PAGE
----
“While the attorney general’s request of the Catholic dioceses was limited only to clergy, I am hopeful he will expand the scope of the investigation to include any sex abuse reported in their dioceses,” Petersen said in a statement.
She also called on the Legislature next session to pass meaningful legislation “to remove Iowa’s criminal and civil statute of limitations and give adult survivors a five-year period to seek justice.”
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Iowa’s economic indicators are showing weakening signs, according to the state Department of Revenue’s monthly index.
State officials reported Monday that the index decreased to 107.3 in April 2019 from 107.5 in March — marking a return to negative change after a 0.1 percent increase in March
The brief positive level in March broke a previous five-month streak of either unchanged values or declines.
Only two of the eight index components were positive in April — diesel fuel consumption and agricultural futures profits index.
Negative contributors included residential building permits, the new orders index, average weekly unemployment claims (inverted), average manufacturing hours, the Iowa stock market index, and the national yield spread.
The annualized six-month change remained at minus 1.7 percent in April for the fourth month in a row — close to the negative 2 percent threshold that signals a downturn, according to state revenue officials.
With a slight increase in April, Iowa’s nonfarm employment index has had 18 consecutive months of positive growth, although the last three months have averaged the slowest growth since 2017, Department of Revenue analysts reported.
Gov. Kim Reynolds on Monday announced about $16 million in new funding for a workforce policy initiative covered in three bills she signed into law last month.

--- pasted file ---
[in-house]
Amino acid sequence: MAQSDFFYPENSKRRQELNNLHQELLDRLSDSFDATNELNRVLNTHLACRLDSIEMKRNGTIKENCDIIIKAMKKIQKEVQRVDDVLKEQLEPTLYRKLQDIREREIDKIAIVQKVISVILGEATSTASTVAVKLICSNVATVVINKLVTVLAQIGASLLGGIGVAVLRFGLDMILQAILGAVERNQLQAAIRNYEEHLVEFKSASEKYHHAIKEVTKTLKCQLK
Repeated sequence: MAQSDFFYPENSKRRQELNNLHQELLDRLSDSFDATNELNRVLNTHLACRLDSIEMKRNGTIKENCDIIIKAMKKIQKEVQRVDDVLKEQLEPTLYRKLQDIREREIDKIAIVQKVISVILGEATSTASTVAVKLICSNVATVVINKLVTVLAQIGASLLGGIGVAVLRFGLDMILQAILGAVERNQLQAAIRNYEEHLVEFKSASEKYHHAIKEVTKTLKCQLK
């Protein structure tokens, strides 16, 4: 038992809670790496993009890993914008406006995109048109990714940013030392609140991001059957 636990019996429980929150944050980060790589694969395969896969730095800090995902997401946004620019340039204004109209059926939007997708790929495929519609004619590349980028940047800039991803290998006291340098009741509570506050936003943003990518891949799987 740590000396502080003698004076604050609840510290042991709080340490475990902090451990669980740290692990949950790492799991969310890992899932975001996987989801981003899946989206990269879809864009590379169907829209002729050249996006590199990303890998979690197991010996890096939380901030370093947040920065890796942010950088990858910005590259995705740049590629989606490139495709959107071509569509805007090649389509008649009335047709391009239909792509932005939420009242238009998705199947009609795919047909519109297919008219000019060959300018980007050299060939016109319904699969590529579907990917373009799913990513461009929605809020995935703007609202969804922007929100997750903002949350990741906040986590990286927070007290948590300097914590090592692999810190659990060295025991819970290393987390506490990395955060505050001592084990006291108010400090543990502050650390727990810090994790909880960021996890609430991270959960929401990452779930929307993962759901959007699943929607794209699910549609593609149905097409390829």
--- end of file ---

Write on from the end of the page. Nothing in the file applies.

The legislation means more new high school graduates and adult learners will have access to career opportunities, the governor said Monday.
Much of the new state investment will fund three program areas:
$13 million for Last-Dollar Scholarships that will help more Iowans achieve education or training beyond high school leading to high-demand jobs by helping pay tuition for designated programs of study up to two-year degrees.
$1 million in Future Ready Iowa Grants that will provide stipends to Iowans who left college after earning at least half the credits toward a four-year degree in a high-demand field, and who return to complete a degree.
$1.2 million in Future Ready Iowa Employer Innovation Fund grant opportunities for employers and other partners to collaborate and carry out innovative, creative initiatives to address local workforce issues. A state matching grant is available to qualifying applicants.
Iowa Workforce Development officials said Monday they have launched the new IowaWORKS online employment services system across the state.
The IowaWORKS site provides employment resources, tools and services to meet the needs of customers, employers and staff members.
Iowa Workforce Development officials said they upgraded the system to align with the regulations of the Workforce Innovation Opportunity Act, which streamlines employment resources and makes services more accessible.
Users can connect to the IowaWORKS system at regional IowaWORKS offices and anywhere they have internet access.
Key IowaWORKS features include an individual user portfolio, an assisted job search, a resume and letter builder, a virtual recruiter and advanced skills matching.
For more information, visit IowaWORKS.gov.